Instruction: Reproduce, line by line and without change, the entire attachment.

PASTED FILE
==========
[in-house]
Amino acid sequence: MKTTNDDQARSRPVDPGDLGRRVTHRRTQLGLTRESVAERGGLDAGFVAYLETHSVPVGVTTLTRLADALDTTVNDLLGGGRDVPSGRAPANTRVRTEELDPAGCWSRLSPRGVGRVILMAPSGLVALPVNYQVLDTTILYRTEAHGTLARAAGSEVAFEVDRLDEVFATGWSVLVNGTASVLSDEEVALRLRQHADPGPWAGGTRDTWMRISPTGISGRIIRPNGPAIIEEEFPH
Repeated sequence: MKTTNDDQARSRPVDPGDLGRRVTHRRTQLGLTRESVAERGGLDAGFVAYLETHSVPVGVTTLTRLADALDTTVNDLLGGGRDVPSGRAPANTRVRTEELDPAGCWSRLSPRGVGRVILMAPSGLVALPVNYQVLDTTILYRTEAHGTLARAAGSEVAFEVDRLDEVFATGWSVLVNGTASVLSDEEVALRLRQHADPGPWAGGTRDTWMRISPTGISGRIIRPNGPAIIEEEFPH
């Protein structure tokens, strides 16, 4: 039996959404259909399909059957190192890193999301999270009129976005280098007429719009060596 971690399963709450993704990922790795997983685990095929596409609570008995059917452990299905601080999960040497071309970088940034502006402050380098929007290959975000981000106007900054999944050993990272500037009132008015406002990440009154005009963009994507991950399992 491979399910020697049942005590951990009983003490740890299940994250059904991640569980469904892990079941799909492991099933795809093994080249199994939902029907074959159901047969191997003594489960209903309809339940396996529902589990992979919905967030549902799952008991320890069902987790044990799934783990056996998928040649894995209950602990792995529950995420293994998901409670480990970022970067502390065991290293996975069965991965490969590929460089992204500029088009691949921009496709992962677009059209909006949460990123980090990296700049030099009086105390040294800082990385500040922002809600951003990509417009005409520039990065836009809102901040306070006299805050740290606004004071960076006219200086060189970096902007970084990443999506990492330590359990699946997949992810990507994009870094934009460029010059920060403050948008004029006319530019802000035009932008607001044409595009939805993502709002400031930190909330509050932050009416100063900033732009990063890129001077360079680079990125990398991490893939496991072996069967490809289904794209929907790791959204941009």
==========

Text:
[in-house]
Amino acid sequence: MKTTNDDQARSRPVDPGDLGRRVTHRRTQLGLTRESVAERGGLDAGFVAYLETHSVPVGVTTLTRLADALDTTVNDLLGGGRDVPSGRAPANTRVRTEELDPAGCWSRLSPRGVGRVILMAPSGLVALPVNYQVLDTTILYRTEAHGTLARAAGSEVAFEVDRLDEVFATGWSVLVNGTASVLSDEEVALRLRQHADPGPWAGGTRDTWMRISPTGISGRIIRPNGPAIIEEEFPH
Repeated sequence: MKTTNDDQARSRPVDPGDLGRRVTHRRTQLGLTRESVAERGGLDAGFVAYLETHSVPVGVTTLTRLADALDTTVNDLLGGGRDVPSGRAPANTRVRTEELDPAGCWSRLSPRGVGRVILMAPSGLVALPVNYQVLDTTILYRTEAHGTLARAAGSEVAFEVDRLDEVFATGWSVLVNGTASVLSDEEVALRLRQHADPGPWAGGTRDTWMRISPTGISGRIIRPNGPAIIEEEFPH
């Protein structure tokens, strides 16, 4: 039996959404259909399909059957190192890193999301999270009129976005280098007429719009060596 971690399963709450993704990922790795997983685990095929596409609570008995059917452990299905601080999960040497071309970088940034502006402050380098929007290959975000981000106007900054999944050993990272500037009132008015406002990440009154005009963009994507991950399992 491979399910020697049942005590951990009983003490740890299940994250059904991640569980469904892990079941799909492991099933795809093994080249199994939902029907074959159901047969191997003594489960209903309809339940396996529902589990992979919905967030549902799952008991320890069902987790044990799934783990056996998928040649894995209950602990792995529950995420293994998901409670480990970022970067502390065991290293996975069965991965490969590929460089992204500029088009691949921009496709992962677009059209909006949460990123980090990296700049030099009086105390040294800082990385500040922002809600951003990509417009005409520039990065836009809102901040306070006299805050740290606004004071960076006219200086060189970096902007970084990443999506990492330590359990699946997949992810990507994009870094934009460029010059920060403050948008004029006319530019802000035009932008607001044409595009939805993502709002400031930190909330509050932050009416100063900033732009990063890129001077360079680079990125990398991490893939496991072996069967490809289904794209929907790791959204941009």